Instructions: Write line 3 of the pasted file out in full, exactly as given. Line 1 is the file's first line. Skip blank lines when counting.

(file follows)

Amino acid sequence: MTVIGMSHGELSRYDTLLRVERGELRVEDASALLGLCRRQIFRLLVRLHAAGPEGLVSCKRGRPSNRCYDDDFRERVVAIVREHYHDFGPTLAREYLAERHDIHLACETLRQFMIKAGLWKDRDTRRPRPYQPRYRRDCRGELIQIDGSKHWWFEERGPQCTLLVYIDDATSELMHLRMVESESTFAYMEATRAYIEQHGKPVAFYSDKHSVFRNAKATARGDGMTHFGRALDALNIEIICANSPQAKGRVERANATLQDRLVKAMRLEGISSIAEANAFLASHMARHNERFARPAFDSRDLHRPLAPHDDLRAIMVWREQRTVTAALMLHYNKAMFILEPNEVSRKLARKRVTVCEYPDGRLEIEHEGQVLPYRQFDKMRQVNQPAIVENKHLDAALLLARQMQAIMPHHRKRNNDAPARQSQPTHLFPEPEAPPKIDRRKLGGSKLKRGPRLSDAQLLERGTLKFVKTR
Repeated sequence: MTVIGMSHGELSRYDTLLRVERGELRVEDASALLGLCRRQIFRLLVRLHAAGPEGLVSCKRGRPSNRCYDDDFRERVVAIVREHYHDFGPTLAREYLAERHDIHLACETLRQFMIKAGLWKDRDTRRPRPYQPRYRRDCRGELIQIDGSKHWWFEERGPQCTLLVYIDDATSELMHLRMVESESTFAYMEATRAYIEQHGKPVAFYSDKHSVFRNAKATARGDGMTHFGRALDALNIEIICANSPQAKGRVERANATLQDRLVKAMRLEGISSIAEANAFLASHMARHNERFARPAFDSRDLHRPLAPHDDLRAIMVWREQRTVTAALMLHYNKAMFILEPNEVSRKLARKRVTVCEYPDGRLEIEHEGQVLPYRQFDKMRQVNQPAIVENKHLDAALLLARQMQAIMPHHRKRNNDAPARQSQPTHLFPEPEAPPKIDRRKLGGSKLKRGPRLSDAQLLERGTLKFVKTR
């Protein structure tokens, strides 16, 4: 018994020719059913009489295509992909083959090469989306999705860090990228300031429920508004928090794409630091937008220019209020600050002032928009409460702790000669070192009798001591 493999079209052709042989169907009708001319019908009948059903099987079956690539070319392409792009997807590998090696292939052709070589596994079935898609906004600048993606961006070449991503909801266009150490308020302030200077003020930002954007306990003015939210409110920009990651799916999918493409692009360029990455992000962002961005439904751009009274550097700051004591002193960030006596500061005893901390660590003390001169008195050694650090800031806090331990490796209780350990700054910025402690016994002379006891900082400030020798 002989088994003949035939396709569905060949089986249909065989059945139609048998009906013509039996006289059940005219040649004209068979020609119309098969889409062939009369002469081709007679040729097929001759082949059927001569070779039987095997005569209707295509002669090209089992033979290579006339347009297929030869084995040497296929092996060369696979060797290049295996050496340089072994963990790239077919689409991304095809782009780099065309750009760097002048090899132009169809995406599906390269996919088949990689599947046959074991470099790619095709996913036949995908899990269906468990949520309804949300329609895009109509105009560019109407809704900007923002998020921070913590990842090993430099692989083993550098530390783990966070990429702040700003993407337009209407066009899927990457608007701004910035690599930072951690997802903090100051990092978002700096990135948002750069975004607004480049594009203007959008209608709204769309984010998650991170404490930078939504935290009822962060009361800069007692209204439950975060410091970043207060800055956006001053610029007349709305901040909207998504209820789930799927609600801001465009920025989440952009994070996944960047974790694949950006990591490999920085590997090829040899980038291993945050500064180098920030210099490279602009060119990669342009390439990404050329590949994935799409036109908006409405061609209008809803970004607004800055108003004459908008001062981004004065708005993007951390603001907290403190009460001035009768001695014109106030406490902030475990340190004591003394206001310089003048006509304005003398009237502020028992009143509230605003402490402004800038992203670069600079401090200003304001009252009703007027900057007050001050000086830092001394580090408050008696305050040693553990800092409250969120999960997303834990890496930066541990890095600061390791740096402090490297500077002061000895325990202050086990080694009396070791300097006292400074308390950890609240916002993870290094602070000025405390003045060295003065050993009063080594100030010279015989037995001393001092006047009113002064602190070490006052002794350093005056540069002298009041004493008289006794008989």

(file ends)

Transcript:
């Protein structure tokens, strides 16, 4: 018994020719059913009489295509992909083959090469989306999705860090990228300031429920508004928090794409630091937008220019209020600050002032928009409460702790000669070192009798001591 493999079209052709042989169907009708001319019908009948059903099987079956690539070319392409792009997807590998090696292939052709070589596994079935898609906004600048993606961006070449991503909801266009150490308020302030200077003020930002954007306990003015939210409110920009990651799916999918493409692009360029990455992000962002961005439904751009009274550097700051004591002193960030006596500061005893901390660590003390001169008195050694650090800031806090331990490796209780350990700054910025402690016994002379006891900082400030020798 002989088994003949035939396709569905060949089986249909065989059945139609048998009906013509039996006289059940005219040649004209068979020609119309098969889409062939009369002469081709007679040729097929001759082949059927001569070779039987095997005569209707295509002669090209089992033979290579006339347009297929030869084995040497296929092996060369696979060797290049295996050496340089072994963990790239077919689409991304095809782009780099065309750009760097002048090899132009169809995406599906390269996919088949990689599947046959074991470099790619095709996913036949995908899990269906468990949520309804949300329609895009109509105009560019109407809704900007923002998020921070913590990842090993430099692989083993550098530390783990966070990429702040700003993407337009209407066009899927990457608007701004910035690599930072951690997802903090100051990092978002700096990135948002750069975004607004480049594009203007959008209608709204769309984010998650991170404490930078939504935290009822962060009361800069007692209204439950975060410091970043207060800055956006001053610029007349709305901040909207998504209820789930799927609600801001465009920025989440952009994070996944960047974790694949950006990591490999920085590997090829040899980038291993945050500064180098920030210099490279602009060119990669342009390439990404050329590949994935799409036109908006409405061609209008809803970004607004800055108003004459908008001062981004004065708005993007951390603001907290403190009460001035009768001695014109106030406490902030475990340190004591003394206001310089003048006509304005003398009237502020028992009143509230605003402490402004800038992203670069600079401090200003304001009252009703007027900057007050001050000086830092001394580090408050008696305050040693553990800092409250969120999960997303834990890496930066541990890095600061390791740096402090490297500077002061000895325990202050086990080694009396070791300097006292400074308390950890609240916002993870290094602070000025405390003045060295003065050993009063080594100030010279015989037995001393001092006047009113002064602190070490006052002794350093005056540069002298009041004493008289006794008989």